On 11 November 2021, Inspire2Live organised a congress in Amsterdam to determine the best patient screening, diagnosis, and treatment techniques for prostate cancer and how we can offer them to everyone. How can we quickly implement evidence-based innovations to improve quality of life for all patients with prostate cancer? Implementation still happens far too slowly on a too limited scale which, in turn, harms patients.
Evidence is important, but not enough. For screening, there is still some resistance to the prostate-specific antigen (PSA) test, because it leads to many unnecessary biopsies and overdiagnosis, often resulting in overtreatment. In the case of an elevated PSA, using a qualitatively correct MRI as a second test is clearly the right choice. MRI reduces not only unnecessary tissue damage but also overdiagnosis. MRI is also more accurate and prevents the unnecessary and painful ‘12 needles in the anus’ for a diagnostic biopsy. Even though this new method is included in the Dutch guidelines on prostate carcinoma, a strong lobby is still required among professional groups and government bodies to become standard practice for all patients. Rapid implementation of this protocol, both in the Netherlands and internationally, is necessary to ensure that every man with an increased risk of prostate cancer receives a routine MRI and, if necessary, an MRI-targeted tissue biopsy rather than a ‘blind’ biopsy which is still not the case everywhere.
The discussion about screening for early detection of prostate cancer is too emotionally driven and should be conducted based on evidence. We need to apply the results from the large European Randomized Study of Screening for Prostate Cancer (ERSPC). After all, we can combine the current knowledge about MRI-guided diagnostics and the change in the active surveillance policy with the existing ERSPC data and deduce the effects of modern screening. In this way, we wouldn’t have to wait decades for outcomes from randomised clinical trials, with and without MRI, and the patient would quickly benefit from the new strategy.
Good information about prostate cancer and the role of PSA and MRI can help to accelerate the speed of implementation. There is currently a huge variation in practice in having PSA determined, which is both undesirable and harmful for patients. It is important that patient advocates take the lead in this. We have to make it our problem because otherwise, it will take a long time before these new techniques finally benefit patients. In other words: ‘It’s our problem, and therefore we have to be in the driving seat’.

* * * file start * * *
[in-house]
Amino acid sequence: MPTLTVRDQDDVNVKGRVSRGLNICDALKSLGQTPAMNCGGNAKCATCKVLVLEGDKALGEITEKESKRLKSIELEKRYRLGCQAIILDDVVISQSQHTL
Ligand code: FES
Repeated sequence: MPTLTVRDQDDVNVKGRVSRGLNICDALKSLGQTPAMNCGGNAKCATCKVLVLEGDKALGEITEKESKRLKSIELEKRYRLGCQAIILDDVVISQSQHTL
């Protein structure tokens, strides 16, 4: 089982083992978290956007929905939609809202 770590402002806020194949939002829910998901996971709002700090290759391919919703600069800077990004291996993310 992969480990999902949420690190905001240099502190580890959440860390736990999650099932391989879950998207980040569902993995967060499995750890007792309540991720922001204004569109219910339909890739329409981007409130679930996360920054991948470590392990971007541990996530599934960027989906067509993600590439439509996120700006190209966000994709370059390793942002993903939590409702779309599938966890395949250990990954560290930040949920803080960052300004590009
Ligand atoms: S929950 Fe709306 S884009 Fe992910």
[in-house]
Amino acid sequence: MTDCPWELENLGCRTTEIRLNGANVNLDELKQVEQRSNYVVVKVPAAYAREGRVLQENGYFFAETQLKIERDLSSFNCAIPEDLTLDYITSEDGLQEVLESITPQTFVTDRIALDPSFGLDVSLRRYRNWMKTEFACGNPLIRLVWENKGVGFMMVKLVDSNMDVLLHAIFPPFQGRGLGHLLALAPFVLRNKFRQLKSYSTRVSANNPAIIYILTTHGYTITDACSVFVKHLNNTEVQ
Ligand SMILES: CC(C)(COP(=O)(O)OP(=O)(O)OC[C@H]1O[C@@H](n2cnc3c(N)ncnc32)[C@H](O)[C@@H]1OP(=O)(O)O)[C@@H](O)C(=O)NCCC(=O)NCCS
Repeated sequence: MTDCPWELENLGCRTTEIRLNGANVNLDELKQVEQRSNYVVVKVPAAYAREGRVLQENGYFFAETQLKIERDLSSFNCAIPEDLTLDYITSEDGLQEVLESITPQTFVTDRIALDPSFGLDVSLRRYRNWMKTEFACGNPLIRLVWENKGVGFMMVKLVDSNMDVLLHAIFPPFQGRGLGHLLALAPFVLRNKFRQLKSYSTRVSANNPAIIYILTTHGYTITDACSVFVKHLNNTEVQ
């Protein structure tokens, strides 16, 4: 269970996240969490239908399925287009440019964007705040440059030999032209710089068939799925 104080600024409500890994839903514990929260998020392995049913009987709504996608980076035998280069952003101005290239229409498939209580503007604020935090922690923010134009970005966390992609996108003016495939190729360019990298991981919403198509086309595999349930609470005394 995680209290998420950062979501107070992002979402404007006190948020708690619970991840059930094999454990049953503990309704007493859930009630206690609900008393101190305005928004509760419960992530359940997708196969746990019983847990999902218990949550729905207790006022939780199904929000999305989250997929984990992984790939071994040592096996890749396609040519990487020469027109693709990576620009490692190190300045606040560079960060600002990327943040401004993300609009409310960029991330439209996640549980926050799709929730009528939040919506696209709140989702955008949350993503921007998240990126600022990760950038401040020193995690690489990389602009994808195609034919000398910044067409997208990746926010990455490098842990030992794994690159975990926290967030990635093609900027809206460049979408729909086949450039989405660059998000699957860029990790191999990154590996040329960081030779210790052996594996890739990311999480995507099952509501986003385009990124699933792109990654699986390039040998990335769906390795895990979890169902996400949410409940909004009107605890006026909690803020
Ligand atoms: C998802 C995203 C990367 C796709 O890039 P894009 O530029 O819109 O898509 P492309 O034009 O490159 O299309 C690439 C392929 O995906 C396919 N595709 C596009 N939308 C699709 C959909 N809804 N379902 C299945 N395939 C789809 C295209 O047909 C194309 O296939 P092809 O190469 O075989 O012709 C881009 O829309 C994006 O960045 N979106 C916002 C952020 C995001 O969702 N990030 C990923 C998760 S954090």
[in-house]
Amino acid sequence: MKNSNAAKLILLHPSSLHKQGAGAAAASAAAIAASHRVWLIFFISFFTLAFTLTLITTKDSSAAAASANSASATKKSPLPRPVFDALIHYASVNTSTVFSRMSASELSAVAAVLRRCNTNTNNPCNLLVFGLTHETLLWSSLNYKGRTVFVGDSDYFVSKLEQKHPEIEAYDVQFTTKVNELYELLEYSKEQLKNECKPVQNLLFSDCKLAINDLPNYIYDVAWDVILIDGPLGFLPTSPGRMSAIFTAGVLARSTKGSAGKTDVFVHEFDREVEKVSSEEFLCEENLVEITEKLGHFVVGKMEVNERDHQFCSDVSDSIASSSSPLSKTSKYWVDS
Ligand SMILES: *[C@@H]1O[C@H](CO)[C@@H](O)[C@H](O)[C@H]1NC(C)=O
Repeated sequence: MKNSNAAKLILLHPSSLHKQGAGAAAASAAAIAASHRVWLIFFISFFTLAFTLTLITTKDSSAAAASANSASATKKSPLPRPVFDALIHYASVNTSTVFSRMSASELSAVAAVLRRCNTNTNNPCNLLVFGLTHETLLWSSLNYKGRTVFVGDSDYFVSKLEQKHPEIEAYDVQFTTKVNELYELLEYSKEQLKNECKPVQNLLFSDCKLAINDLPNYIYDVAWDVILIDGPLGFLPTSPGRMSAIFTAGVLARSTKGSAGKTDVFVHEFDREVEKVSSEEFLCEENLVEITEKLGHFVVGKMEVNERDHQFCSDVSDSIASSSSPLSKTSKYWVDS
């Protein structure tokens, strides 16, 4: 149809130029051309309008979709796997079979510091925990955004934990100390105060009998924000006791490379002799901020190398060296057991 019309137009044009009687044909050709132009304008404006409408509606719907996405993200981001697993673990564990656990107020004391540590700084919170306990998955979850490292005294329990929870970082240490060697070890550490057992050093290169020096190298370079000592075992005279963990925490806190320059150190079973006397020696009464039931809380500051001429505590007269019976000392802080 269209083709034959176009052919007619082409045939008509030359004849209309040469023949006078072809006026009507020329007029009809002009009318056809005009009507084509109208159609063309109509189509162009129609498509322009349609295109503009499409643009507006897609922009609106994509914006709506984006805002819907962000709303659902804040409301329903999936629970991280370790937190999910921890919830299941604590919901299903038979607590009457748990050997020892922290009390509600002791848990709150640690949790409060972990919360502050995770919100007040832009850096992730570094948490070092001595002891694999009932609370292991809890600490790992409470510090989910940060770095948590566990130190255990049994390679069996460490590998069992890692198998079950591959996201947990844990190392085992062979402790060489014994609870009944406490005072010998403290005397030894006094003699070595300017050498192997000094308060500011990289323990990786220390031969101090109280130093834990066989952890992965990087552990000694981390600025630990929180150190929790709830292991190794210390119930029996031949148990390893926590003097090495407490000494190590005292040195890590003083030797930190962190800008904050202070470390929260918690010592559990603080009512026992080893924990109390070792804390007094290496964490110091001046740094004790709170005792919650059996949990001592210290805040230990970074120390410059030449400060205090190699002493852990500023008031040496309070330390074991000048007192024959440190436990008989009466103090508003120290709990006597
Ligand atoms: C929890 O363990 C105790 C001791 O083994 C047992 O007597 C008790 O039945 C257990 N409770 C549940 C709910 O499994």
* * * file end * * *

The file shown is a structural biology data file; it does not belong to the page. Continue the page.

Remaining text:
After diagnosis, treatment is required. Our congress showed that there had been progress on this front as well. In terms of new and innovative treatment, the combination of MRI and radiotherapy looks like a promising path to take. Hundreds of patients have already been treated in trials. The precision that can be achieved with this technique reduces unpleasant side effects such as impotence and incontinence. New technological developments, such as combining MRI and radiation in one device (MR-LINAC), must be compared quickly and reliably with existing techniques. Only this way can we work on a future in which we will always be able to offer the best therapy for every patient. The same applies to introducing treatments faster than usual: ‘It’s our problem, and therefore we have to be in the driving seat’.
Changes in diagnostics and treatment mean that there will be shifts of responsibility between the various healthcare professionals, e.g., between urologists and radiologists and between urologists and radiation therapists. One can imagine that this will create some resistance which will almost certainly delay implementation, so, at the risk of repeating myself, ‘It’s our problem, and therefore we have to be in the driving seat’.
Evidence is important, but not enough. There is sufficient evidence for performing early diagnostics with PSA, MRI, and treatment with MRI-guided radiation. We can and must continue to collect more evidence, but we cannot afford to wait any longer. Doctors should already know that this is the best route to diagnosis and treatment. We patients want to have these options.
We must also create an improved learning environment. What is good now will be even better in a few years and hopefully perfect in the future. However, patients do not have the luxury of waiting. Every delay leads to more serious illness, a greater chance of unpleasant side effects and increased mortality. In addition, healthcare costs become significantly higher, which society cannot afford either.
Creating awareness among patients and caregivers is essential, and training specialists is necessary. General practitioners and urologists should not be left behind, and radiologists should constantly be looking beyond daily practice. Science provides many new evidence-based technological possibilities for diagnostics and treatment, so patients need to receive the right information. This is a combined responsibility for patient advocates and professional groups.
Only when patients, caregivers, scientists, payers, and politicians join forces will we be able to bring the latest proven evidence into daily practice, thereby providing the best of help for patients. The thresholds are too high for us to reach individually, and only by sitting together in the driving seat can we live up to the title of our congress: Moving evidence into practice. And that’s what we’re going to do.
Patient Advocate, Inspire2Live